A few weeks ago, the White House trumpeted the progress of its Police Data Initiative. The nearly one-year-old project prods local cops to publish data on their operations in a bid to increase transparency and build trust with the communities they police.
The results were underwhelming. Of nearly 18,000 police agencies from coast to coast, just 53 had signed on to the effort. Of that inaugural class, eight released data on officer-involved shootings, and six published information on their officers’ use of force.
Rear Admiral Grace Hopper wrote that it’s easier to ask for forgiveness than permission. That was President Obama’s tact, expressed in one of the most worthless interviews of a president ever conducted, where a fawning Chris Geidner of Buzzfeed, wearing his Paul Stuart tie bought specifically for the occasion, embarrassed the internet by proving that it’s not up to the task of creating even the appearance of competence.
In fairness, few on the internet would expect much of Buzzfeed, in general, or Geidner in particular. No doubt the president chose carefully, given that the hardball interrogation by a Larry King-type would be too much for the president to handle. Who, among “legal journalists,” would pitch the ball slowest?
The choices ranged from the hard hitting Salon to the crucible of Vox, from the deep challenge of Huffington Post to the incisive Slate. But no, Buzzfeed got the nod, and lawyer-for-a-day Geidner bought a tie to pretend to be a grown-up. Obama could not have been more proud of his choice.
On the one hand, it’s hard to imagine a display more deliberately provocative than this, both because of the adoption of the Black Lives Matter slogan and because Dartmouth is a hotbed of inane protest, where students risk paper cuts to protest their cause.
But speech that’s politically provocative is free speech. It’s often mistakenly expressed as the speech worthy of greatest protection, mistakenly because it suggests there are degrees of protected speech. And unsurprisingly, this bulletin board soon became the battleground, as its content was removed and replaced by Black Lives Matters materials, while students guarded the board so that the College Republicans couldn’t remove the protest materials and restore their speech.
Dartmouth, naturally, wanted only to avoid confrontation and hard feelings. Continue reading →
For anyone who has never had the joy of reading a warrant application, it consists of many pages of squiggly lines, most of which appear in every application. It’s called boilerplate, the words, sentences, paragraphs, the citations, parentheticals and footnotes, that someone crafted to meet the statutory language and saved on a computer deep in the bowels of the United States Attorneys office. Whenever a new warrant is sought, someone presses the “paste” key and, boom, there ya go.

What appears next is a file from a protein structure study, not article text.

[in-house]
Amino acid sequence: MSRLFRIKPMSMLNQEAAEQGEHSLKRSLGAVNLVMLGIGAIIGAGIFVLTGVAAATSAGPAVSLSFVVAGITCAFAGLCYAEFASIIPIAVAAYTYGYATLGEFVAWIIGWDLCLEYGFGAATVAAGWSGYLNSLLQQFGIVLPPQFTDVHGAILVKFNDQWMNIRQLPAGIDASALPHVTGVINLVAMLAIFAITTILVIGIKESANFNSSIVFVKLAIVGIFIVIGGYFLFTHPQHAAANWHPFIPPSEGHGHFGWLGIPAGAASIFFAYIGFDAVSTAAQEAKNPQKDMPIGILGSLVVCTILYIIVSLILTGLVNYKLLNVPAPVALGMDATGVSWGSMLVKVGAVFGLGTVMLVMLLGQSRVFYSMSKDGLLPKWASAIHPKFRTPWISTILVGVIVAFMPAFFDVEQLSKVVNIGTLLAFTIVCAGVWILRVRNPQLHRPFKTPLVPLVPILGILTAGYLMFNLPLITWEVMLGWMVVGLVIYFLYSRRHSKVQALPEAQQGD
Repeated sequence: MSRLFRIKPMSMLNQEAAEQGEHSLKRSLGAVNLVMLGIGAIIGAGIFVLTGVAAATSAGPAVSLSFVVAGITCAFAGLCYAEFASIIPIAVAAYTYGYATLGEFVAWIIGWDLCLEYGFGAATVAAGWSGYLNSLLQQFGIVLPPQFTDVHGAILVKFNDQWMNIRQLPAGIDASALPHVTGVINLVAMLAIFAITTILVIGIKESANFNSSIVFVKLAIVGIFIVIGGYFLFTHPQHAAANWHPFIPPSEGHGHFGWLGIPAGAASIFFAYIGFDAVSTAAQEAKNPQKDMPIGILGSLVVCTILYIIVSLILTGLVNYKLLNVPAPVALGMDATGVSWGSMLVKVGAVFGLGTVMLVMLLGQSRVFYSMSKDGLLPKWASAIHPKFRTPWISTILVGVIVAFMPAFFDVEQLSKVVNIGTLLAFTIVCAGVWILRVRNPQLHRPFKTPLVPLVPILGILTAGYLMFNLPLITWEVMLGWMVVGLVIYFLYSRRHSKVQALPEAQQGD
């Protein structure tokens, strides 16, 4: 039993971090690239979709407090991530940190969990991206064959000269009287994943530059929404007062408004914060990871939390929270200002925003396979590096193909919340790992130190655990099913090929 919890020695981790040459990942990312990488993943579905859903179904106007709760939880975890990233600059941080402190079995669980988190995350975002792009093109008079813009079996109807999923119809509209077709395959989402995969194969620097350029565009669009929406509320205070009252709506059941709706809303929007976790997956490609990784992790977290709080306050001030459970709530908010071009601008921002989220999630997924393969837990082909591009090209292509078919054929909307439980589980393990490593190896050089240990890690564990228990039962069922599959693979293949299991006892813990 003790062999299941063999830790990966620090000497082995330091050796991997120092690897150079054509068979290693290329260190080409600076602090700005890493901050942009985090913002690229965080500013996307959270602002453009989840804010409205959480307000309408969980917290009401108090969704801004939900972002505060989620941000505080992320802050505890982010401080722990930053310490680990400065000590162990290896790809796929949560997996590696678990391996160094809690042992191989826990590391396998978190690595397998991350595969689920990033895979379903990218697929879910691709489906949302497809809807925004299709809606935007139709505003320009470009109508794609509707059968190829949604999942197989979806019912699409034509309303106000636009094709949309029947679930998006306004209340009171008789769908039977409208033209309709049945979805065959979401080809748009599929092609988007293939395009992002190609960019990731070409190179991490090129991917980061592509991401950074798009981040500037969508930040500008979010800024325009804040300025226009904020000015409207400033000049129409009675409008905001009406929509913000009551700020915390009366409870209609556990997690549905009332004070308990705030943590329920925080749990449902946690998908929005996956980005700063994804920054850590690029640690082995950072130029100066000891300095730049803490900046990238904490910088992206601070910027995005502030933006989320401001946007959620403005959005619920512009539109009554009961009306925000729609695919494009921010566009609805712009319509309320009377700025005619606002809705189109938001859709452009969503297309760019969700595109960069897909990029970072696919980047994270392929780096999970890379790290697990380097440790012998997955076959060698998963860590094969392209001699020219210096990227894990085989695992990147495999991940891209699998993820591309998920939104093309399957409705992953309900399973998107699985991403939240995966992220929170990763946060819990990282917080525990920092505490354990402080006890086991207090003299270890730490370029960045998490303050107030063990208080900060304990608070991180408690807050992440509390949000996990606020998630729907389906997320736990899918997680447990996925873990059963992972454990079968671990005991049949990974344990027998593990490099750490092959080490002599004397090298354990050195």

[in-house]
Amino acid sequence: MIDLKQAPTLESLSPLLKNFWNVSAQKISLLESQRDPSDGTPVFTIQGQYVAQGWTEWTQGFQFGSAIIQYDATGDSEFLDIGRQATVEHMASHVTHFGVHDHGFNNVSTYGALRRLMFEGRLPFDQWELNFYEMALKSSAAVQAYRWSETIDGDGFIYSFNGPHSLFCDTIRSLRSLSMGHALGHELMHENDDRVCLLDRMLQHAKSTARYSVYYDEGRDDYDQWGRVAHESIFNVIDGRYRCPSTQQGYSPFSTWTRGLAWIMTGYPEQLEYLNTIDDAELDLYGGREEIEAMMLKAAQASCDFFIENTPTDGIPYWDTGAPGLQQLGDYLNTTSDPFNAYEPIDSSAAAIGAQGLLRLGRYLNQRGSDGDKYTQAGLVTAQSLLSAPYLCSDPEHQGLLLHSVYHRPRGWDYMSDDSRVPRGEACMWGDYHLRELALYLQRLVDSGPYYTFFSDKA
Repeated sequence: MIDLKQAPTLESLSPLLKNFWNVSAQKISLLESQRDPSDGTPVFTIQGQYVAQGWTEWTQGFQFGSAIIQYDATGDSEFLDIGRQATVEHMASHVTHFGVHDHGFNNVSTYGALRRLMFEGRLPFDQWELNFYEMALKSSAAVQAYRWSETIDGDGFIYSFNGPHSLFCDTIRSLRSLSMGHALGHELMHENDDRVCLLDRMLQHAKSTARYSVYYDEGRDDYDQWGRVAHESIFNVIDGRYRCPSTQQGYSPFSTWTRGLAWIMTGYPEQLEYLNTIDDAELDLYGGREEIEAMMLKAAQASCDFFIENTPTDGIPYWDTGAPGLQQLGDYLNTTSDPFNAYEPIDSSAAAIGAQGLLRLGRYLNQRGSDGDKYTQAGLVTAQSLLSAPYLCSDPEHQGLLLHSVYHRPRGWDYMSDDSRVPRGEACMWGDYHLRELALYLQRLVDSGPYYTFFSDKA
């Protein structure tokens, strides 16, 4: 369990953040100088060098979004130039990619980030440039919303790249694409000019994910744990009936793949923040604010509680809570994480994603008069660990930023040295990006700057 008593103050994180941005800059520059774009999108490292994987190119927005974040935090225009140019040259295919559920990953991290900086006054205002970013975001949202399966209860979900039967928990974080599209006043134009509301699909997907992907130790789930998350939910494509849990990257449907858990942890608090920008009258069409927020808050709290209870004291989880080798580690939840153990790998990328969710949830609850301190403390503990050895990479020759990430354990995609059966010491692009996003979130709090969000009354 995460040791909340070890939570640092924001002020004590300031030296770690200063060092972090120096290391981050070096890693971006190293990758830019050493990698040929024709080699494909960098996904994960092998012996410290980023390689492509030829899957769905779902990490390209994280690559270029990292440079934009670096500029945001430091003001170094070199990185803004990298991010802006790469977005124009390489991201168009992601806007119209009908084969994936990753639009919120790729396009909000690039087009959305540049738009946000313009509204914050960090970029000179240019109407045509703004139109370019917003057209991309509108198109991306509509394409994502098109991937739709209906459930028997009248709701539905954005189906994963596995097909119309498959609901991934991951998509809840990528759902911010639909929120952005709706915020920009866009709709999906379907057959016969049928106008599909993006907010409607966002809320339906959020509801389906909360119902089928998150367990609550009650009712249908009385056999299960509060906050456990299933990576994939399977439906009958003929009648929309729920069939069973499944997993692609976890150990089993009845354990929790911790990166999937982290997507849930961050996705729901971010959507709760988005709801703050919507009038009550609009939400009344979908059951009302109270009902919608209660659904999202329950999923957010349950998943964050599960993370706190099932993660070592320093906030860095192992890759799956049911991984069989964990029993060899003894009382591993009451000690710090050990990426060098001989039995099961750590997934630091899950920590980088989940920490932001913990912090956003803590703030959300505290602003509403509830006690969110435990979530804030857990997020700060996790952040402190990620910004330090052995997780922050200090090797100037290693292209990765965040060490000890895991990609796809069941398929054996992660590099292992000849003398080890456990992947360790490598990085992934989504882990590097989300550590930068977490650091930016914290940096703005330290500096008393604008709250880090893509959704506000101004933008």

If you’re a Magistrate Judge, this pathetic excuse to kill trees ends up on your bench, day after day, as if you would actually read it. As if it might say something that wasn’t said in every warrant application ever placed on your desk. If it wasn’t fascinating the first ten times, it surely wasn’t fascinating the last thousand. And you thought the job of mag was all fun and games?
But Eastern District of New York Magistrate Judge James Orenstein got tired of flipping through the first 24 pages of the application in search of the three lines of actual substantive content, only to find nothing there. Continue reading →
Jim Comey has been paying attention to the voices of America. What he’s learned is how we latch on to simplistic slogans that strike a chord among the unwary. This wasn’t exactly an epiphany, as the United States Attorney for the Southern District of New York had a double secret department dedicated solely to coming up with cool platitudes back when Comey was a trial assistant there.
But America has entered a golden age of simplistic slogans over the past few years, and millions rally behind slogans that don’t bear up to scrutiny. Why not make it work for law enforcement? And who better to voice the rallying cry than the director of the FBI? That would be Jim. Last week, he did his grand unveiling of the slogan that would fix the horrible public relations fiasco that has sapped the blind faith of America in support of his team, and out came his uber-cool effort: the Viral Video Effect.
James Comey, the director, said that while he could offer no statistical proof, he believed after speaking with a number of police officials that a “viral video effect” — with officers wary of confronting suspects for fear of ending up on a video — “could well be at the heart” of a spike in violent crime in some cities.
“There’s a perception that police are less likely to do the marginal additional policing that suppresses crime — the getting out of your car at 2 in the morning and saying to a group of guys, ‘Hey, what are you doing here?’” he told reporters.